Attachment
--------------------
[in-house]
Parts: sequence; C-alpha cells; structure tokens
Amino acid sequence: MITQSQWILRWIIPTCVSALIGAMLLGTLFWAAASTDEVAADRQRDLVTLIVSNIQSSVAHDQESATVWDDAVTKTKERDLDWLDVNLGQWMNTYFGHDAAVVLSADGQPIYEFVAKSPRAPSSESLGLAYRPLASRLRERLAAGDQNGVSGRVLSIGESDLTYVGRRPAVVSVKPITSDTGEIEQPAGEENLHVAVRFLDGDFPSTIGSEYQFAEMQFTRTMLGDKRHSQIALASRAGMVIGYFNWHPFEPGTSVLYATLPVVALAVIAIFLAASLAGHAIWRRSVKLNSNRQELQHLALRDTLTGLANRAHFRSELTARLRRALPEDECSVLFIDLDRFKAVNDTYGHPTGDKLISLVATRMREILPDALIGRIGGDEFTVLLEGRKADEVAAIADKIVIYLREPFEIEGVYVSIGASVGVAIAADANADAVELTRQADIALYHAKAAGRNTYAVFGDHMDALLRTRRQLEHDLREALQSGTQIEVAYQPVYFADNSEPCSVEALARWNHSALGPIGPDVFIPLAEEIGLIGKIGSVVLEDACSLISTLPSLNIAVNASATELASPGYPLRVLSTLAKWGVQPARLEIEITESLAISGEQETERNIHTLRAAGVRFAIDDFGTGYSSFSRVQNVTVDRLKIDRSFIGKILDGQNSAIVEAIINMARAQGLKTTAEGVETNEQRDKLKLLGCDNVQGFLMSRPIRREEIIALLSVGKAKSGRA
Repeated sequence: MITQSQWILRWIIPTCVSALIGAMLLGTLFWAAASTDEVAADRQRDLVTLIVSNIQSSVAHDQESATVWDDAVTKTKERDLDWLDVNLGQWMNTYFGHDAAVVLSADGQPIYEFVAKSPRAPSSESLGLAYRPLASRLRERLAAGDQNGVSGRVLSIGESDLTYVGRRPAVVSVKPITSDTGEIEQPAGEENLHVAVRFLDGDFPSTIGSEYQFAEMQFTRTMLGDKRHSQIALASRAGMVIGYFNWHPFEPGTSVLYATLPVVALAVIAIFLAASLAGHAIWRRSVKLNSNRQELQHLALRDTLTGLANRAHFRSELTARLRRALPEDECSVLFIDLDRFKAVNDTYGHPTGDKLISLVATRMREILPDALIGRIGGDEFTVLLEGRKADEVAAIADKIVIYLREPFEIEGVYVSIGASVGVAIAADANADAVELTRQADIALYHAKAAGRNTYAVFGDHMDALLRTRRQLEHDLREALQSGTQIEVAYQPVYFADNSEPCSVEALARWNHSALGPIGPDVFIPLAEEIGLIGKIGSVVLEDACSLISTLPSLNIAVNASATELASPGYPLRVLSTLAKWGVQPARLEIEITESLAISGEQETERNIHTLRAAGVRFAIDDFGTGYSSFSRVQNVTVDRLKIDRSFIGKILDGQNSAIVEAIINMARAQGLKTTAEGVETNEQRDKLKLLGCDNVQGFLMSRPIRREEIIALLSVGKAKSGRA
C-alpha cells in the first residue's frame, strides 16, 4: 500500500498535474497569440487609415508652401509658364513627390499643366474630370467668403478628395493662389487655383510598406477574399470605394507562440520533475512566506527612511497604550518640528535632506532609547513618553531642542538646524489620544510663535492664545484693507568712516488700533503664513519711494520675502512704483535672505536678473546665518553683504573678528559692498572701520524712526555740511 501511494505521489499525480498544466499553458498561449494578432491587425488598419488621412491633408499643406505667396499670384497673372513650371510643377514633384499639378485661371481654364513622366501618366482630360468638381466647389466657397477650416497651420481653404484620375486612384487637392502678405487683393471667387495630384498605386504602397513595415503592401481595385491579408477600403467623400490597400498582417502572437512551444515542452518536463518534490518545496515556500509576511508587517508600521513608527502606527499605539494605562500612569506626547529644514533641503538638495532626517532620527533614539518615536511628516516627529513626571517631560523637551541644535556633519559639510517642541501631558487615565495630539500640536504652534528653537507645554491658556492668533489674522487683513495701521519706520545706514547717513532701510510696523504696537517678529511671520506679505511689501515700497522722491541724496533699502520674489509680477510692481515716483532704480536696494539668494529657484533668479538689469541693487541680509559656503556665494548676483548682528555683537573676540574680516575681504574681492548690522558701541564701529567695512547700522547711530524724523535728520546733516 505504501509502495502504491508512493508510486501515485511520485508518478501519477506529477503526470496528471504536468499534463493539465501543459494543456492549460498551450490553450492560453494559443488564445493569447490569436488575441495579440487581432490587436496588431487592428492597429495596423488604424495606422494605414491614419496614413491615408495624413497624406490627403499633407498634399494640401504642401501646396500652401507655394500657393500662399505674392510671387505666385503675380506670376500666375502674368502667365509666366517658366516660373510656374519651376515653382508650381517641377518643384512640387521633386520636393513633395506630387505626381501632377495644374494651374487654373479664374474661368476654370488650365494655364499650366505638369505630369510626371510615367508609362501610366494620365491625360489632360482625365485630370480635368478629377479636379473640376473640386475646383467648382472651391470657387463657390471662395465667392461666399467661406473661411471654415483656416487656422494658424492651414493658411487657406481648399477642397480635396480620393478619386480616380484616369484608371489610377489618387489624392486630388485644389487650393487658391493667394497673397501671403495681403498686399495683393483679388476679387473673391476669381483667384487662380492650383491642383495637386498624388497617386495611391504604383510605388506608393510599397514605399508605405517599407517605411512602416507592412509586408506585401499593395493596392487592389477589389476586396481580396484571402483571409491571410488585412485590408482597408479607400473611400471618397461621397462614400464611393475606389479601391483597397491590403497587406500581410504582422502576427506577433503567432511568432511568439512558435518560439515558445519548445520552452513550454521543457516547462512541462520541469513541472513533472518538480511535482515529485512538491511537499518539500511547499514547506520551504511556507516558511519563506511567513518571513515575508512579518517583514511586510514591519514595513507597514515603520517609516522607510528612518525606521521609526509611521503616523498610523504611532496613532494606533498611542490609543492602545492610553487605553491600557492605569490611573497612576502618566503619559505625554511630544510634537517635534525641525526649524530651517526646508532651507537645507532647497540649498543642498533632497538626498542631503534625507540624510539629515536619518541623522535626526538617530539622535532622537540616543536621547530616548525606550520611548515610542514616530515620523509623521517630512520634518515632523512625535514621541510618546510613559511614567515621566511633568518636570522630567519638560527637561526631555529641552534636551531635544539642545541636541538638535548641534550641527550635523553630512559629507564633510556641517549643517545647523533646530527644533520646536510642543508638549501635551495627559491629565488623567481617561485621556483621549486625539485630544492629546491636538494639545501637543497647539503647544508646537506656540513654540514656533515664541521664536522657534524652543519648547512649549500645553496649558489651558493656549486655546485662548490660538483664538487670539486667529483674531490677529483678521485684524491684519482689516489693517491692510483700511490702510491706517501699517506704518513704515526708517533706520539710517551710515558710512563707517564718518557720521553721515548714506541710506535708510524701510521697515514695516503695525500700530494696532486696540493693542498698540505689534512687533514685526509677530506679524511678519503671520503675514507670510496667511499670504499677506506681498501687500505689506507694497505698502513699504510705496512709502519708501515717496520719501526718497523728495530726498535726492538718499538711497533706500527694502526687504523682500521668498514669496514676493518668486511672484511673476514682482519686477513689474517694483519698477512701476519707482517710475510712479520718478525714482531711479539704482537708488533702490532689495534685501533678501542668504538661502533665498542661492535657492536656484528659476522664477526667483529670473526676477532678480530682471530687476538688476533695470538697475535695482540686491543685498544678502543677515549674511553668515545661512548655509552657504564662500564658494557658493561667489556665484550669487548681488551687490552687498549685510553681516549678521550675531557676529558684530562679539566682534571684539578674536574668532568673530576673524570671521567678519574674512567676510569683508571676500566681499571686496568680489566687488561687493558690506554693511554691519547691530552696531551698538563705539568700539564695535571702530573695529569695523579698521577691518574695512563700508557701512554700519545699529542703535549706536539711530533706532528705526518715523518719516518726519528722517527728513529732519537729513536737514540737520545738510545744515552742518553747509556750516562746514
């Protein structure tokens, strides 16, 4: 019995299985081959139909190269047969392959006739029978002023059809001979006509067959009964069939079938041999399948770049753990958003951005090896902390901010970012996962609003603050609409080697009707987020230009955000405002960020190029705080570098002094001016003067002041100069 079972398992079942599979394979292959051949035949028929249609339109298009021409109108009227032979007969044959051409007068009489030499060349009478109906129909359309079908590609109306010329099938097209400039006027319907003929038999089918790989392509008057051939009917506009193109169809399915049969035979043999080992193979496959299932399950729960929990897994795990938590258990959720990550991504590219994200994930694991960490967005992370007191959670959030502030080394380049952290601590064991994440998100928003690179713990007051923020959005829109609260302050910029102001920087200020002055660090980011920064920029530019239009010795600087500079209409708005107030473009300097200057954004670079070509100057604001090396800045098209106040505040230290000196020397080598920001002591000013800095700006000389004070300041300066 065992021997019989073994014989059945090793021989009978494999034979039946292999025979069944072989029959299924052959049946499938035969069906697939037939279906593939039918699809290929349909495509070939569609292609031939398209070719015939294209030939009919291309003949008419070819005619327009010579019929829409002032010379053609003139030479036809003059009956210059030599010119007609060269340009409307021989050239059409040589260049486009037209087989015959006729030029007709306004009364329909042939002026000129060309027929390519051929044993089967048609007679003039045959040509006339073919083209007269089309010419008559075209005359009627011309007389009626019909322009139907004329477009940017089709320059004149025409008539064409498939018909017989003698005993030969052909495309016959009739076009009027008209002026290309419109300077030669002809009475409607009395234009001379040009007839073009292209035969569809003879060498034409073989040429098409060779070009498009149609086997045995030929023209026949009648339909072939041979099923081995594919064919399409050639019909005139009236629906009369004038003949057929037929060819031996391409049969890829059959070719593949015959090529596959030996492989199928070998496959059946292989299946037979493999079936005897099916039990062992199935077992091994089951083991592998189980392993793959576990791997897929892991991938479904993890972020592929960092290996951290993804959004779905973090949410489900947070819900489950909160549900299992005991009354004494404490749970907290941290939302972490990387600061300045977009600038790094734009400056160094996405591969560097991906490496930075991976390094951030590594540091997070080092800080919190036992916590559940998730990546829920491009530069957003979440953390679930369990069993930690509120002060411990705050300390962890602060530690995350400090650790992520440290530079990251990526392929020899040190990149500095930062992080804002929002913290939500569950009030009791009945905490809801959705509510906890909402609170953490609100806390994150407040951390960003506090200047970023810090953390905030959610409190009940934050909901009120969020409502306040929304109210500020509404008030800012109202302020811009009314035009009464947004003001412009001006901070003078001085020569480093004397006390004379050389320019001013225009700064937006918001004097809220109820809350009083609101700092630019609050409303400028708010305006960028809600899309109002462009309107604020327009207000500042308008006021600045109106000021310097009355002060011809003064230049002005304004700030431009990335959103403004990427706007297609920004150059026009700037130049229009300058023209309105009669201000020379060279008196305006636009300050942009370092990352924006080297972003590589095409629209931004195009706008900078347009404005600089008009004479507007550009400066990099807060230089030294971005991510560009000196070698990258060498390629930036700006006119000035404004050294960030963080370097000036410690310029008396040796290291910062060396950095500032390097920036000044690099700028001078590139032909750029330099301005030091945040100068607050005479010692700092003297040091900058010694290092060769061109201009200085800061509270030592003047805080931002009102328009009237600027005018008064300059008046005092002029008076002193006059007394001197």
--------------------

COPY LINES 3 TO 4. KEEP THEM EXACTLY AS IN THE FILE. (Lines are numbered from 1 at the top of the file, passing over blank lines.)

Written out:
Amino acid sequence: MITQSQWILRWIIPTCVSALIGAMLLGTLFWAAASTDEVAADRQRDLVTLIVSNIQSSVAHDQESATVWDDAVTKTKERDLDWLDVNLGQWMNTYFGHDAAVVLSADGQPIYEFVAKSPRAPSSESLGLAYRPLASRLRERLAAGDQNGVSGRVLSIGESDLTYVGRRPAVVSVKPITSDTGEIEQPAGEENLHVAVRFLDGDFPSTIGSEYQFAEMQFTRTMLGDKRHSQIALASRAGMVIGYFNWHPFEPGTSVLYATLPVVALAVIAIFLAASLAGHAIWRRSVKLNSNRQELQHLALRDTLTGLANRAHFRSELTARLRRALPEDECSVLFIDLDRFKAVNDTYGHPTGDKLISLVATRMREILPDALIGRIGGDEFTVLLEGRKADEVAAIADKIVIYLREPFEIEGVYVSIGASVGVAIAADANADAVELTRQADIALYHAKAAGRNTYAVFGDHMDALLRTRRQLEHDLREALQSGTQIEVAYQPVYFADNSEPCSVEALARWNHSALGPIGPDVFIPLAEEIGLIGKIGSVVLEDACSLISTLPSLNIAVNASATELASPGYPLRVLSTLAKWGVQPARLEIEITESLAISGEQETERNIHTLRAAGVRFAIDDFGTGYSSFSRVQNVTVDRLKIDRSFIGKILDGQNSAIVEAIINMARAQGLKTTAEGVETNEQRDKLKLLGCDNVQGFLMSRPIRREEIIALLSVGKAKSGRA
Repeated sequence: MITQSQWILRWIIPTCVSALIGAMLLGTLFWAAASTDEVAADRQRDLVTLIVSNIQSSVAHDQESATVWDDAVTKTKERDLDWLDVNLGQWMNTYFGHDAAVVLSADGQPIYEFVAKSPRAPSSESLGLAYRPLASRLRERLAAGDQNGVSGRVLSIGESDLTYVGRRPAVVSVKPITSDTGEIEQPAGEENLHVAVRFLDGDFPSTIGSEYQFAEMQFTRTMLGDKRHSQIALASRAGMVIGYFNWHPFEPGTSVLYATLPVVALAVIAIFLAASLAGHAIWRRSVKLNSNRQELQHLALRDTLTGLANRAHFRSELTARLRRALPEDECSVLFIDLDRFKAVNDTYGHPTGDKLISLVATRMREILPDALIGRIGGDEFTVLLEGRKADEVAAIADKIVIYLREPFEIEGVYVSIGASVGVAIAADANADAVELTRQADIALYHAKAAGRNTYAVFGDHMDALLRTRRQLEHDLREALQSGTQIEVAYQPVYFADNSEPCSVEALARWNHSALGPIGPDVFIPLAEEIGLIGKIGSVVLEDACSLISTLPSLNIAVNASATELASPGYPLRVLSTLAKWGVQPARLEIEITESLAISGEQETERNIHTLRAAGVRFAIDDFGTGYSSFSRVQNVTVDRLKIDRSFIGKILDGQNSAIVEAIINMARAQGLKTTAEGVETNEQRDKLKLLGCDNVQGFLMSRPIRREEIIALLSVGKAKSGRA